Somerville exhibit honors Philip Reavis Sr.
Somerville is recognizing one of its own in a new museum exhibit called “Above and Beyond,” a tribute to the life and athletic, musical and teaching triumphs of native son Philip Reavis Sr.
Students from the Somerville High School Local History Club curated the exhibit at the Somerville Museum after discovering that a man who graduated from their high school in 1954 has made a legacy across the world.
Reavis is best known for his athletic career in track and field. He broke multiple records as a high jumper while in high school. He was recruited by Villanova University and went on to compete in the 1956 Summer Olympics.
Seeing his life honored in the museum came as a surprise to Reavis, now 86.
“I’m almost shy to it. I’m glad it happened,” he said.
His achievements have publicly come to light recently, which led to a successful local campaign to memorialize a new athletic field at Somerville High School after him.
Reavis said he has experienced similar surprises in his life, including being featured on a 1958 cover of Sports Illustrated while he was on Villanova’s track team. The photograph is featured blown up at the exhibit.
After participating in the Olympics, Reavis went on to do much more. The exhibit highlights the many journeys that he has made in his 86 years. Reavis now lives in Macau, China where he taught English and formed a jazz band, but flies back often to visit his family in Somerville. A section of the exhibit is dedicated to images of the Reavis family. Many show him embracing loved ones.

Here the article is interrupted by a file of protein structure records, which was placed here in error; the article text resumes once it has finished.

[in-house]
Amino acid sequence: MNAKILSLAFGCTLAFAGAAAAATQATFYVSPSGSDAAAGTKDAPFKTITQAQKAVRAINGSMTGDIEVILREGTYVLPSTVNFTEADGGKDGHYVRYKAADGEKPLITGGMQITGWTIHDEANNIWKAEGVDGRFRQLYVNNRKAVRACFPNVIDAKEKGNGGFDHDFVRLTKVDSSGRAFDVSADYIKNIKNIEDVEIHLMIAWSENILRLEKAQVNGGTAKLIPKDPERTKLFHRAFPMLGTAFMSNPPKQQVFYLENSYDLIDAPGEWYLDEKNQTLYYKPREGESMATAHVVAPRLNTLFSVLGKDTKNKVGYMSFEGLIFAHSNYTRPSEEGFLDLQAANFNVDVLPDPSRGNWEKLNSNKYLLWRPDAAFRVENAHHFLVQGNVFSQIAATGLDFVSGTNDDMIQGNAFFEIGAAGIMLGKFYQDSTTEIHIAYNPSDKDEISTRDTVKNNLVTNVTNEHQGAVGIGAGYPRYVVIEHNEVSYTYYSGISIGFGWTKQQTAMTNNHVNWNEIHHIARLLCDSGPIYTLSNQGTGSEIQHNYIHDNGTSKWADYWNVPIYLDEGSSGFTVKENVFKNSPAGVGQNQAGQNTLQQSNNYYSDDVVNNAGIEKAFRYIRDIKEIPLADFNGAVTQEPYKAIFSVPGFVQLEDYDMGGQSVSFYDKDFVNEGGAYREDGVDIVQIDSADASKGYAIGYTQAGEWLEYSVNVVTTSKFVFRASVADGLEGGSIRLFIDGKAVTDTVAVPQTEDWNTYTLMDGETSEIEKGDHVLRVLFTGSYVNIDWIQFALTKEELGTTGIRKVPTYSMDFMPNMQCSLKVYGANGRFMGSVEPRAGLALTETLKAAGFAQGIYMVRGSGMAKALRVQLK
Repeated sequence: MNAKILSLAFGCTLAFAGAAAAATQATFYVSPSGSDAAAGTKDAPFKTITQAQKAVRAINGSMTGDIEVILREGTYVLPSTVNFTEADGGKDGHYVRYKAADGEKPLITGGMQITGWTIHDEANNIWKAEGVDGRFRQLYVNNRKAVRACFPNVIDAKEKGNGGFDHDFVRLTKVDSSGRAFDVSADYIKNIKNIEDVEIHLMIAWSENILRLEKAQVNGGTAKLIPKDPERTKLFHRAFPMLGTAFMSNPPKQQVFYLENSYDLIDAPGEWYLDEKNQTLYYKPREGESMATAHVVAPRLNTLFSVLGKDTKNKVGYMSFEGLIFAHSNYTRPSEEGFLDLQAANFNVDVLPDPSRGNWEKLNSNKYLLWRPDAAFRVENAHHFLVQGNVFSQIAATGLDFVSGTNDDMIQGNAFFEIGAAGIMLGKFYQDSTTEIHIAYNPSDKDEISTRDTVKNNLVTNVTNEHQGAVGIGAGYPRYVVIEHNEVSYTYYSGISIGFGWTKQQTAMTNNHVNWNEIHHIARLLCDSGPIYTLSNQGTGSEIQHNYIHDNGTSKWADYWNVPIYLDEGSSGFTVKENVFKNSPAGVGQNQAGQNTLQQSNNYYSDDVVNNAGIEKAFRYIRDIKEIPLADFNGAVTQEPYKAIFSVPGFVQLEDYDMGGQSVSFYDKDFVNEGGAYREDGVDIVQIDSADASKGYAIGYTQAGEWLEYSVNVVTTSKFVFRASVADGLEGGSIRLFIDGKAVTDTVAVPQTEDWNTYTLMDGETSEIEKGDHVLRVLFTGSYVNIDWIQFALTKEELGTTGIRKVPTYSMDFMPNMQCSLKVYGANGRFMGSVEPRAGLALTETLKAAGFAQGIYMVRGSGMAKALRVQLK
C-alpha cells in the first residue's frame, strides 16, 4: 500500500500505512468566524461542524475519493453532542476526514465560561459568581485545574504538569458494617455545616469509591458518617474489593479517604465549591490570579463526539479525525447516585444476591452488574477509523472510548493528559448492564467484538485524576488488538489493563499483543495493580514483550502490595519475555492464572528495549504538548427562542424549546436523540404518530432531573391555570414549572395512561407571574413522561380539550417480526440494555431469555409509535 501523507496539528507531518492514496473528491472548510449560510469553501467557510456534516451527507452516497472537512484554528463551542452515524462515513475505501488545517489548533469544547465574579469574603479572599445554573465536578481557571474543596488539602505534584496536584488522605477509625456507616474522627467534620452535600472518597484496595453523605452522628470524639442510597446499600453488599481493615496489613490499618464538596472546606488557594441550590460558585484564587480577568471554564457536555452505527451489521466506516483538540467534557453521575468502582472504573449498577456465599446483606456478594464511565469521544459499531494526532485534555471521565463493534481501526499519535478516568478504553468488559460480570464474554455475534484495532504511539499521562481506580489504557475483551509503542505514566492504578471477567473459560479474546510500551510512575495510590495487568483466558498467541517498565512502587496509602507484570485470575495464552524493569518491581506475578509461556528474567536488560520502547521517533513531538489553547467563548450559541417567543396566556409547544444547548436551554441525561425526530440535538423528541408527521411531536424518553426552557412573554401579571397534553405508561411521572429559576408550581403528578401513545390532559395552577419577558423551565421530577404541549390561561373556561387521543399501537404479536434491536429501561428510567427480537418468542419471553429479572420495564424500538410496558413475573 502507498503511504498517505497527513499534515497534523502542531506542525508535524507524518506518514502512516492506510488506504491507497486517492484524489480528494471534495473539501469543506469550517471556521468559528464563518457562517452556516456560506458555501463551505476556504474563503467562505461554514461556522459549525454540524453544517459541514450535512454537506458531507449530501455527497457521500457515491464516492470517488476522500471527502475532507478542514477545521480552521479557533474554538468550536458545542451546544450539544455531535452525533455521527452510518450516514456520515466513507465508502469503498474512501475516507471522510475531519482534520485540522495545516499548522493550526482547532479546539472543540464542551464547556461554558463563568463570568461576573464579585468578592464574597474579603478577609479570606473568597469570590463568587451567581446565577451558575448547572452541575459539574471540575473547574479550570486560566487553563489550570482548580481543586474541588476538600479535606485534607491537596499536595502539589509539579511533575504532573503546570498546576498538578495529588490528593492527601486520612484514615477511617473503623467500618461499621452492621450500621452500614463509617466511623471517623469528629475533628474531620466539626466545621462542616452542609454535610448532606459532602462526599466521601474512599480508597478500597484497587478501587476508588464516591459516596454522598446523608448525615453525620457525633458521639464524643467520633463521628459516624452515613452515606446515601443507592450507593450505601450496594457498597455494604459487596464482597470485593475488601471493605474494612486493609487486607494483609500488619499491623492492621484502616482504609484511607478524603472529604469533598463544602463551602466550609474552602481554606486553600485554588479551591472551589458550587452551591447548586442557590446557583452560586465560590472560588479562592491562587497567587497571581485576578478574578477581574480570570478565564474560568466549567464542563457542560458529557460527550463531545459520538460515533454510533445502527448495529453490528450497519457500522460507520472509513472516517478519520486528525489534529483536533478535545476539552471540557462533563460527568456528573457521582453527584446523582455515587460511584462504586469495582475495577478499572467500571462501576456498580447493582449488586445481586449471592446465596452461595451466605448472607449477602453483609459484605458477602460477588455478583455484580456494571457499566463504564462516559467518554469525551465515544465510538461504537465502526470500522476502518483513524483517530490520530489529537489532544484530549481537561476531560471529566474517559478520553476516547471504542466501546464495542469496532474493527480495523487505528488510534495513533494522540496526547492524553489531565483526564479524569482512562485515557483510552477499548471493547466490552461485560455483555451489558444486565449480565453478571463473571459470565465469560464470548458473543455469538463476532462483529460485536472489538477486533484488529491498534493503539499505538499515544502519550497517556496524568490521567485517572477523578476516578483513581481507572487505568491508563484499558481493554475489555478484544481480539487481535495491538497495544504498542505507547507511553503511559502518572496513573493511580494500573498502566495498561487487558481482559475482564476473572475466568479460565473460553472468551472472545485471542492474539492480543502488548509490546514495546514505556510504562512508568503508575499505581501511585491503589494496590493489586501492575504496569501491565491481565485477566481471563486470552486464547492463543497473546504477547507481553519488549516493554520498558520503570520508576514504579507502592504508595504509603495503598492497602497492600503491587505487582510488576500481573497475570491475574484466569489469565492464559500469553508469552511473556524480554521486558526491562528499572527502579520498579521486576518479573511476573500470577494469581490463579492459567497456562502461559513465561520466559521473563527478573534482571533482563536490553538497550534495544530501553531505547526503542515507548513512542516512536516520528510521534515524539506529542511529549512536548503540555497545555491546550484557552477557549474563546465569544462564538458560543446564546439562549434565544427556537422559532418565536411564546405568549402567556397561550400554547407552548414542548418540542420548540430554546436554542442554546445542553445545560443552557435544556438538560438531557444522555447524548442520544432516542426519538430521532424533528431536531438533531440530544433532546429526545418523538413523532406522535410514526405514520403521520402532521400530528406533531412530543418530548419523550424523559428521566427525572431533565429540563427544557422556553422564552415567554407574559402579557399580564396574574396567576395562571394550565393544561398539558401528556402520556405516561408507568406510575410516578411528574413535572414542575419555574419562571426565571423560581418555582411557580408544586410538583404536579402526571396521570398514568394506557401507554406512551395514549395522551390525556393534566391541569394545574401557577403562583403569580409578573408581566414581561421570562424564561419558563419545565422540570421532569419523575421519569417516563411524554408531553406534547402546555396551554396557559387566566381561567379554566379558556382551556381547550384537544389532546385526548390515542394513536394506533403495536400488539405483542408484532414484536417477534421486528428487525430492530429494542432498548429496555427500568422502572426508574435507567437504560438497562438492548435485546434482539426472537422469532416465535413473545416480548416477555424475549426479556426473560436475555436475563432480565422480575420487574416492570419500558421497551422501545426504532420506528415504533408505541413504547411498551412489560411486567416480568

Reavis said he hopes that when people visit the exhibit they experience “how wonderful it is to be together.”
Denise Provost, a Somerville resident and former state representative, attended the opening of the exhibit. Provost said she is a friend of Matt Hoey, the Somerville resident who started the campaign to rename the athletic field.
“The visual images were stunning,” said Provost, calling a photograph of Reavis doing the high jump “breathtaking.” Provost said she was surprised to find out that Reavis has also been a teacher, jazz musician and poet.
Adda Santos, a history teacher at Somerville High who founded the Local History Club there in 2012, said Reavis has lived a remarkable life that is tied to the history of Somerville.
“[Reavis is] one of the first people of color to have a public space named after him in the city,” Santos said.
“There are so many lives out here of ordinary folk that need to be celebrated, and especially people of color,” she added. “There was so many years we were always behind the scenes, and it’s important to see us kind of coming to the surface.”
Earlier this year, Santos’ team of seven students began to curate an exhibit about the life of Reavis. The group has spent the past few months after school researching and working with the Reavis family, particularly with his son, Phil Reavis Jr., 63, to go through pictures and memorabilia to honor the life Reavis Sr. has led as an Olympic athlete, educator, jazz musician, poet and family man.
Santos said she is proud of the work her students have done to create the exhibit.
“My takeaway from every time I work with young people, it’s like how incredible they are, and how insightful, and how much I can learn from them,” she said.
Adwoa Ampene, a junior, joined the SHS Local History Club at the beginning of this year, and created the world map and “teacher, musician, poet” section of the exhibit. She said that looking at local history and stories “helps to show us that there are so many people out there who’ve done so much, that are so close to us.”
“I noticed that everything that Mr. Reavis did, everything that he loved to do, started in Somerville. Every single thing he did that made him who he is today started locally, and I think that should inspire people,” said Ampene, noting that Reavis started doing track at a Somerville park as a kid. “No matter where you start from, no matter where you come from, you can do just as many things as anyone else.”
The exhibit opened June 8 and runs through July 8 at the Somerville Museum, 1 Westwood Rd., Somerville.